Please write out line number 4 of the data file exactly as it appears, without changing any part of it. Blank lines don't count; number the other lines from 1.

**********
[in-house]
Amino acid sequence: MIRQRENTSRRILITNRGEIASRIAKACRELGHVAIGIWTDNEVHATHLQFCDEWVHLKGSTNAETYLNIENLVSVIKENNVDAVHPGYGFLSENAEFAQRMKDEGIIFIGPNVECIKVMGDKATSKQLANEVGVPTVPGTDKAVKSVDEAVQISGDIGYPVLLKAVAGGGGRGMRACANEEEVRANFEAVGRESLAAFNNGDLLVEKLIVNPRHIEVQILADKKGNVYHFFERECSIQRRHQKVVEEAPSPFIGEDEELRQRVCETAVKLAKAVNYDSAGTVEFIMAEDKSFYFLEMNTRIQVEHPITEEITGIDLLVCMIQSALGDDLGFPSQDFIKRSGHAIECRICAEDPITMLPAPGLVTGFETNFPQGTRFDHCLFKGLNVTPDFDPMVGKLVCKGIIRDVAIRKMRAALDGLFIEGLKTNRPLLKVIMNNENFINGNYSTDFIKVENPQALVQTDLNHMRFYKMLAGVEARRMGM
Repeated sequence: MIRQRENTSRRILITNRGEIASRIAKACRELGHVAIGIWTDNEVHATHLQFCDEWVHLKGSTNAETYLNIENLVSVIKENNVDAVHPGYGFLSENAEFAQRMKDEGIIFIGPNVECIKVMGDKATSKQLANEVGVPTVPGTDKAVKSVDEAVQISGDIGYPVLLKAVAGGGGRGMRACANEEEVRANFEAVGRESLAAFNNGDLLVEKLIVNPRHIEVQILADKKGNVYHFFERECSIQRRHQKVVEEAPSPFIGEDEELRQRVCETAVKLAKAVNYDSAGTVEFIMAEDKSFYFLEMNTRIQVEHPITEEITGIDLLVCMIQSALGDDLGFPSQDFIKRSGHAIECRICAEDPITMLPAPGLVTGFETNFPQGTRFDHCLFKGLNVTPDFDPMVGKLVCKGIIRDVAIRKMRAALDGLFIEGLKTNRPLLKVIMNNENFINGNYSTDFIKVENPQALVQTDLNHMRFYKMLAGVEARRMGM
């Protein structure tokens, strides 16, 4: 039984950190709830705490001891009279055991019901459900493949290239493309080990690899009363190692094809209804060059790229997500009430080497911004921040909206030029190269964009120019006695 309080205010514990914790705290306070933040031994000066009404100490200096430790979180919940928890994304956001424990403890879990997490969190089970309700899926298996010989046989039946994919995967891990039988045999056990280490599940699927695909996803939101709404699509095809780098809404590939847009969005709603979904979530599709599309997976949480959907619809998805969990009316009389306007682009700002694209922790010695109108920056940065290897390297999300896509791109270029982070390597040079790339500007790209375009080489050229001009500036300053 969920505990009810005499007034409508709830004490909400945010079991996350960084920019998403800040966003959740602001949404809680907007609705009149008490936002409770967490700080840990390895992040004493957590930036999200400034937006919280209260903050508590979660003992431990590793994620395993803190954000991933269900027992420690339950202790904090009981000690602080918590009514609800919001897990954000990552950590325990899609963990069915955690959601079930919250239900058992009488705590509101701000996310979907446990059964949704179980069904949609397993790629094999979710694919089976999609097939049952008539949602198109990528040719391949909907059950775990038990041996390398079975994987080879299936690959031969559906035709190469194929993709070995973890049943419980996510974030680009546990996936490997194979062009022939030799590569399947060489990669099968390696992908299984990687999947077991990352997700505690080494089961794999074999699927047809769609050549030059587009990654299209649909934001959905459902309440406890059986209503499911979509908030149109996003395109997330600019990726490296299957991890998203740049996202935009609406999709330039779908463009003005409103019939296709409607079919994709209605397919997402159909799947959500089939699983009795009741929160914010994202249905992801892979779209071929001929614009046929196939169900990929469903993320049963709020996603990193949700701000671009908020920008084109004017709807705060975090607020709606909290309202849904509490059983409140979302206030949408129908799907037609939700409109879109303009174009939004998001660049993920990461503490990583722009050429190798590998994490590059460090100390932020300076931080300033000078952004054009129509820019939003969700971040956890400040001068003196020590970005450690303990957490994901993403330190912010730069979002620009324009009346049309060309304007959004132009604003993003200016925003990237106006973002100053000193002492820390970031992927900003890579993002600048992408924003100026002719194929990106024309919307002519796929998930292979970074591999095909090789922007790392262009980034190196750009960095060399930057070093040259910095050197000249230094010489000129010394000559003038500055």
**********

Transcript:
């Protein structure tokens, strides 16, 4: 039984950190709830705490001891009279055991019901459900493949290239493309080990690899009363190692094809209804060059790229997500009430080497911004921040909206030029190269964009120019006695 309080205010514990914790705290306070933040031994000066009404100490200096430790979180919940928890994304956001424990403890879990997490969190089970309700899926298996010989046989039946994919995967891990039988045999056990280490599940699927695909996803939101709404699509095809780098809404590939847009969005709603979904979530599709599309997976949480959907619809998805969990009316009389306007682009700002694209922790010695109108920056940065290897390297999300896509791109270029982070390597040079790339500007790209375009080489050229001009500036300053 969920505990009810005499007034409508709830004490909400945010079991996350960084920019998403800040966003959740602001949404809680907007609705009149008490936002409770967490700080840990390895992040004493957590930036999200400034937006919280209260903050508590979660003992431990590793994620395993803190954000991933269900027992420690339950202790904090009981000690602080918590009514609800919001897990954000990552950590325990899609963990069915955690959601079930919250239900058992009488705590509101701000996310979907446990059964949704179980069904949609397993790629094999979710694919089976999609097939049952008539949602198109990528040719391949909907059950775990038990041996390398079975994987080879299936690959031969559906035709190469194929993709070995973890049943419980996510974030680009546990996936490997194979062009022939030799590569399947060489990669099968390696992908299984990687999947077991990352997700505690080494089961794999074999699927047809769609050549030059587009990654299209649909934001959905459902309440406890059986209503499911979509908030149109996003395109997330600019990726490296299957991890998203740049996202935009609406999709330039779908463009003005409103019939296709409607079919994709209605397919997402159909799947959500089939699983009795009741929160914010994202249905992801892979779209071929001929614009046929196939169900990929469903993320049963709020996603990193949700701000671009908020920008084109004017709807705060975090607020709606909290309202849904509490059983409140979302206030949408129908799907037609939700409109879109303009174009939004998001660049993920990461503490990583722009050429190798590998994490590059460090100390932020300076931080300033000078952004054009129509820019939003969700971040956890400040001068003196020590970005450690303990957490994901993403330190912010730069979002620009324009009346049309060309304007959004132009604003993003200016925003990237106006973002100053000193002492820390970031992927900003890579993002600048992408924003100026002719194929990106024309919307002519796929998930292979970074591999095909090789922007790392262009980034190196750009960095060399930057070093040259910095050197000249230094010489000129010394000559003038500055």